Kids Talk: Strategic Language Use in Later Childhood

Kids Talk: Strategic Language Use in Later Childhood

Kids Talk: Strategic Language Use in Later Childhood

Kids Talk: Strategic Language Use in Later Childhood

Synopsis

This collection of essays offers a cross-disciplinary perspective on the skilful and varied ways in which young people of different ages, classes and ethnicities construct their world through language.

Excerpt

Sociolinguistics is the study of language in use. With a special focus on the relationships between language and society, sociolinguists analyze the forms and functions of language across social groups and across the range of situations in which speakers and writers deploy their verbal repertoires. In short, sociolinguistics examines discourse as it is constructed and co-constructed in the interactions of everyday life and as it reflects and creates the social realities of that life.

Some professional linguists examine the structure of sentences independent of who is speaking or writing and to whom, independent of what precedes and what follows, independent of the situated discourse in which linguistic form takes shape. By contrast, sociolinguists and discourse analysts investigate linguistic expression embedded in its social and situational contexts. Among observers who are not professional linguists, interest likewise focuses on language in discourse--for it is discourse that mirrors the patterns of social structure and strategic enterprise that engage the attention of most language observers.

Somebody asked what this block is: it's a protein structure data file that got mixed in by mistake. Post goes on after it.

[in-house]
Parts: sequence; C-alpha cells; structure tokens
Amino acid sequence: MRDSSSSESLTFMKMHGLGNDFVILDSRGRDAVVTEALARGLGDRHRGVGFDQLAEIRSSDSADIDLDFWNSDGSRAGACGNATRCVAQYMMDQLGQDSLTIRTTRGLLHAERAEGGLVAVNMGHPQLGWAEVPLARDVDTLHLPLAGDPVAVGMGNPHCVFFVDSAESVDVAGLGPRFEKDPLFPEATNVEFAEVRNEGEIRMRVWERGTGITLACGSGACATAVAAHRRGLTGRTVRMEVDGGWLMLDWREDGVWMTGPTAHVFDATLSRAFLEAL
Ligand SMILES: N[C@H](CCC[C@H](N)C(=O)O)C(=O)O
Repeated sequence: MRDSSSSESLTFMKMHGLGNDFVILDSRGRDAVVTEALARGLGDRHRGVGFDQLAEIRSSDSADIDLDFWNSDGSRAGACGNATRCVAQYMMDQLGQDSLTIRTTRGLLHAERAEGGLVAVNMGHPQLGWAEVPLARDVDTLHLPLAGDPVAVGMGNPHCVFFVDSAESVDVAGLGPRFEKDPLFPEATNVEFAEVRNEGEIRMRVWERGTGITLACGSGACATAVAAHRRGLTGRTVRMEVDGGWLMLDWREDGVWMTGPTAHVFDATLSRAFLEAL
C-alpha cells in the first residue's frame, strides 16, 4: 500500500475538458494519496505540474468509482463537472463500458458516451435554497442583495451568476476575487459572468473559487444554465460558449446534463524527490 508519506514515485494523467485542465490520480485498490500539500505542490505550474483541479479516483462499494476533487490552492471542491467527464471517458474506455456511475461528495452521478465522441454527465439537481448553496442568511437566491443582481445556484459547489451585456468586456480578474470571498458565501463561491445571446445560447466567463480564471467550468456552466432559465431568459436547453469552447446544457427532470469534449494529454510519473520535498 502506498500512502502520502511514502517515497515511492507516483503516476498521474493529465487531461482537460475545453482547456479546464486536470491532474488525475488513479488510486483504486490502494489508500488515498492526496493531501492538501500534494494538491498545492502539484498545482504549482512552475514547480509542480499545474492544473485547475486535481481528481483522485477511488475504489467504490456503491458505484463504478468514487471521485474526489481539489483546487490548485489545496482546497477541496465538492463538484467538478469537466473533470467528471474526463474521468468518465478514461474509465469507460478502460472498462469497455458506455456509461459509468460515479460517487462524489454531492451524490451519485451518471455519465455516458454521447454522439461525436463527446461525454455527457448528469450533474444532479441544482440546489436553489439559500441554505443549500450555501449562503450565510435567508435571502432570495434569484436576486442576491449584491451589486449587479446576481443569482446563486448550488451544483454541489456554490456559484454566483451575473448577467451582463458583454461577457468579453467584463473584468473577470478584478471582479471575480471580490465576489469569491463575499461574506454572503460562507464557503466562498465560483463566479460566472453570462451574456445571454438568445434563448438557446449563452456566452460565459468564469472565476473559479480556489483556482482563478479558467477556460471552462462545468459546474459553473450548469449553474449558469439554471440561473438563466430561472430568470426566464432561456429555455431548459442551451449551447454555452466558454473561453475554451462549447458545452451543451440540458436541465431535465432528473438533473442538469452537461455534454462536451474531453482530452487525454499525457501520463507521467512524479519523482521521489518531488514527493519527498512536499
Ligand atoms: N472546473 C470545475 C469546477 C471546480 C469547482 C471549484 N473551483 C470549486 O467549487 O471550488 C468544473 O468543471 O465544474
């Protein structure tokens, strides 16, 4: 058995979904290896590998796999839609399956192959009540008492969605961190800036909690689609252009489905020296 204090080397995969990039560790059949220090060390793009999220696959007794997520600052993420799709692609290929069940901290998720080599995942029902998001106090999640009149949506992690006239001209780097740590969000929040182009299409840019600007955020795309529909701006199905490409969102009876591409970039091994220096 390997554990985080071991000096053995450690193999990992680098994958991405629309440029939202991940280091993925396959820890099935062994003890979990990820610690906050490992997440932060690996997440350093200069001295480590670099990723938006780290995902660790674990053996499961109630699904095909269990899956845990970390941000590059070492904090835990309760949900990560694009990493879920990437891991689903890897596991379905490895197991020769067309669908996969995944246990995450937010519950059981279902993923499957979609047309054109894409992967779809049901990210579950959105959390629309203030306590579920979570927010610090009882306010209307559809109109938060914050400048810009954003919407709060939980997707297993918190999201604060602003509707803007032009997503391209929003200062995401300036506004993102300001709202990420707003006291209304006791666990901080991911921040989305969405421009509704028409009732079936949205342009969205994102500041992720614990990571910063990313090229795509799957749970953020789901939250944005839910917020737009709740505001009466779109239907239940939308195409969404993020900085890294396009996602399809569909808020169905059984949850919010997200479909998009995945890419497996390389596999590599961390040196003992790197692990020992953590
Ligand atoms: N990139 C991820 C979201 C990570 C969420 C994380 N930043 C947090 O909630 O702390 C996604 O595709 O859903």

Oxford Studies in Sociolinguistics offers a platform for studies of language use in communities worldwide. We invite synchronic or diachronic treatments of social dialects and registers, of oral, written, or signed discourse. We welcome studies that are descriptive or theoretical, interpretive or analytical. As with Kids Talk, some series volumes report original research, but an occasional one synthesizes or interprets existing knowledge. The series aims for a style that is accessible beyond linguists to other humanists and social scientists, and some volumes may appeal to educated readers keenly interested in the language of human affairs--for example, the discourse of lawyers engaging clients and one another with specialist registers or of patients engaging physicians over the challenges of treating disease and maintaining or regaining health or of kids talking to those around them about their academic . . .

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